Lebanon

An interview granted by Hassan Nasrallah intended to reinforce the deterrent message towards Israel by emphasizing Hezbollah’s military capabilities, especially high-precision missiles enabling Hezbollah  to damage essential infrastructure facilities in the next war

According to Nasrallah, the Israelis have said that these missiles could damage essential infrastructure facilities and cause a very serious disaster in Israel. Nasrallah noted that Hezbollah’s military capabilities created a “balance of terror” between it and Israel and deter Israel from starting a war.
Read more...

Iran in the Post-Islamic State Era: Aims, Opportunities and Challenges Updated Review

In Syria and Iraq, the gradual collapse of the Islamic State, established in Iraq and Syria, has come to an end. Following the conclusion of this process of disintegration, ISIS has returned to its “natural state” of a jihadist terror organization, which does not need to administer or protect a state with territorial borders.
Read more...

Spotlight on Iran (October 29 – November 12, 2017)

Iranian reactions to the resignation of the Lebanese prime minister. In light of the Assad regime’s gains in the campaign against ISIS, Iran is persisting with its effort vis-à-vis the leaderships of Syria and Russia to shape the Syrian arena. In Iraq, Iran has intensified its efforts to increase its economic foothold in the post-ISIS era.
Read more...

Spotlight on Global Jihad (November 2 – 8, 2017, 2017)

The conquest of the regions controlled by the Islamic State has reached the last lap. Abu Kamal, ISIS's last stronghold, is currently under combined pressure from the Syrian army, the Shi'ite militias and Hezbollah operatives, and Syrian Democratic Forces (SDF) advancing on the city from both sides of the Euphrates. The strategically significant events in Syria were overshadowed this week by potentially explosive local events in the northern Golan Heights.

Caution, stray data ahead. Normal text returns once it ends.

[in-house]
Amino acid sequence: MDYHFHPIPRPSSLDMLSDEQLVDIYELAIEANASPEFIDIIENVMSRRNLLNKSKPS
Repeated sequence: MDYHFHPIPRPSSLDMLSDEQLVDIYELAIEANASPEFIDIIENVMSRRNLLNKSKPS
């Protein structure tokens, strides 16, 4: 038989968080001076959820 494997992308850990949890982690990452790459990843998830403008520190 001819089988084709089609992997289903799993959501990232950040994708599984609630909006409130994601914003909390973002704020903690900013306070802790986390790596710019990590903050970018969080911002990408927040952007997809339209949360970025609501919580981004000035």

Read more...

Spotlight on Global Jihad (24-30 August 2017)

This week Islamic State (ISIS) suffered two more setbacks, tagged onto a string of failures: SIS was forced to agree to a ceasefire with Hezbollah, under which it evacuated its operatives from the West Qalamoun mountains The city of Tal Afar, west of Mosul, fell within a week into the hands of the Iraqi forces and the “Popular Mobilization” (Shiite militias sponsored by Iran).
Read more...

Iran in the Post-Islamic State Era: Aims, Opportunities and Challenges

The “Islamic State” in Iraq and Syria is undergoing a process of disintegration and ISIS will return to its “natural state” of a jihadist terror organization, not a “state” with territorial borders. The defeats experienced by ISIS in Iraq and Syria, central among them the loss of Mosul, the battle in Raqqa and the advances of Syrian forces in Deir Ezzor, create new opportunities for Iran to increase its influence in Syria, Iraq and the entire Middle East.
Read more...

Lebanon

Lebanon is a small country with a population of only about 4.1 million. Situated on the Mediterranean Sea, Lebanon borders on Israel in the south and Syria in the east and north. It gained its independence from France on November 22, 1943. Due to Lebanon’s varied ethnic composition, its history is rife with schisms, conflicts and civil wars based on sectarian allegiances. Since its independence, Lebanon has had a unique political system of ethnic distribution with a parliamentary democracy based on ethnic-sectarian-religious representation. The most important offices are divided among the various religious groups, in accordance with the national charter of 1943.


Lebanon’s social complexity, the weakness of its central government, and the social and economic gaps between the various ethnic groups led to the rise of many armed sectarian-political militias, some of which turned to terrorism. The most prominent Shiite terrorist organization in Lebanon is Hezbollah, which was founded in the summer of 1982 during the First Lebanon War. It is not only a terrorist organization which owes its allegiance to the Iranian regime, it has also been incorporated into the Lebanese political system.


Lebanon has traditionally served as an arena for foreign forces, both Middle Eastern and international. In the past, Syria’s intervention in Lebanon was most conspicuous. Today, Iran’s intervention is most conspicuous: it provides Hezbollah in Lebanon with weapons, ammunition, financing and military training. The border between Israel and Lebanon has undergone some tense periods and several confrontations where IDF forces entered the Lebanese territory. Since the Second Lebanon War (2006), the border between Israel and Lebanon has been relatively quiet, a situation exploited by Hezbollah to advance its military buildup and intensely intervene in the civil war in Syria, under Iranian direction.